Welcome to the Podiatry Arena forums

You are currently viewing our podiatry forum as a guest which gives you limited access to view all podiatry discussions and access our other features. By joining our free global community of Podiatrists and other interested foot health care professionals you will have access to post podiatry topics (answer and ask questions), communicate privately with other members, upload content, view attachments, receive a weekly email update of new discussions, access other special features. Registered users do not get displayed the advertisements in posted messages. Registration is fast, simple and absolutely free so please, join our global Podiatry community today!

  1. Everything that you are ever going to want to know about running shoes: Running Shoes Boot Camp Online, for taking it to the next level? See here for more.
    Dismiss Notice
  2. Have you considered the Critical Thinking and Skeptical Boot Camp, for taking it to the next level? See here for more.
    Dismiss Notice
  3. Have you considered the Clinical Biomechanics Boot Camp Online, for taking it to the next level? See here for more.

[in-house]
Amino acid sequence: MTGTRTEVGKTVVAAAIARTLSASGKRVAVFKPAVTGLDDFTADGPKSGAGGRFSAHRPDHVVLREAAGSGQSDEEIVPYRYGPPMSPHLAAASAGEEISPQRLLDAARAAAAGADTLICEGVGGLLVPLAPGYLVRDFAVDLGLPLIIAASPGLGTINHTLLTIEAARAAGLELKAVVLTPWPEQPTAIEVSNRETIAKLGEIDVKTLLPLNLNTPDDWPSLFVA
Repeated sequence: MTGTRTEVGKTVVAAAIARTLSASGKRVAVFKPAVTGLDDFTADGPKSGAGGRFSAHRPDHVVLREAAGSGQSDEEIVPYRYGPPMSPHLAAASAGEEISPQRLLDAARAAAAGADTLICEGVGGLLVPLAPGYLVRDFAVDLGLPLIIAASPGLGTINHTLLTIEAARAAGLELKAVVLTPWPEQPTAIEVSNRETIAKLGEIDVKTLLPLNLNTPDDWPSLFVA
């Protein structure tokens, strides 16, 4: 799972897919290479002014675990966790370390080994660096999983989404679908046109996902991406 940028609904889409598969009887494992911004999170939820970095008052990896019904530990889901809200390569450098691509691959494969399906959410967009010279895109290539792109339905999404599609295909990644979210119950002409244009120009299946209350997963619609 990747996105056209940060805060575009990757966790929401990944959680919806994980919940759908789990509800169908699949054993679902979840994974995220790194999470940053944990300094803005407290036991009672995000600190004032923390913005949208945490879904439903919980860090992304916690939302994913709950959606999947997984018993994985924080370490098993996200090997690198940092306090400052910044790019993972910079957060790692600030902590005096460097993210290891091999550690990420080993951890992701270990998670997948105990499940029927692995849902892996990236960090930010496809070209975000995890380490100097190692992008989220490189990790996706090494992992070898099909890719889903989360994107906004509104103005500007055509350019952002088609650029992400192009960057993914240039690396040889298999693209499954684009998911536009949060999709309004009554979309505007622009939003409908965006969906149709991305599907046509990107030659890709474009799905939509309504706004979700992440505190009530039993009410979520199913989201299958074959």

Dismiss Notice
Dismiss Notice
Have you considered the Clinical Biomechanics Boot Camp Online, for taking it to the next level? See here for more.
Dismiss Notice
Have you liked us on Facebook to get our updates? Please do. Click here for our Facebook page.
Dismiss Notice
Do you get the weekly newsletter that Podiatry Arena sends out to update everybody? If not, click here to organise this.

Weight loss reduces musculoskeletal symptoms in the foot

Discussion in 'General Issues and Discussion Forum' started by Hylton Menz, Oct 23, 2006.

Tags:
  1. Hylton Menz

    Hylton Menz Guest


    Members do not see these Ads. Sign Up.
    From the International Journal of Obesity :

    Int J Obes (Lond). 2006 Apr 25; [Epub ahead of print]

    Musculoskeletal findings in obese subjects before and after weight loss following bariatric surgery

    Hooper MM, Stellato TA, Hallowell PT, Seitz BA, Moskowitz RW.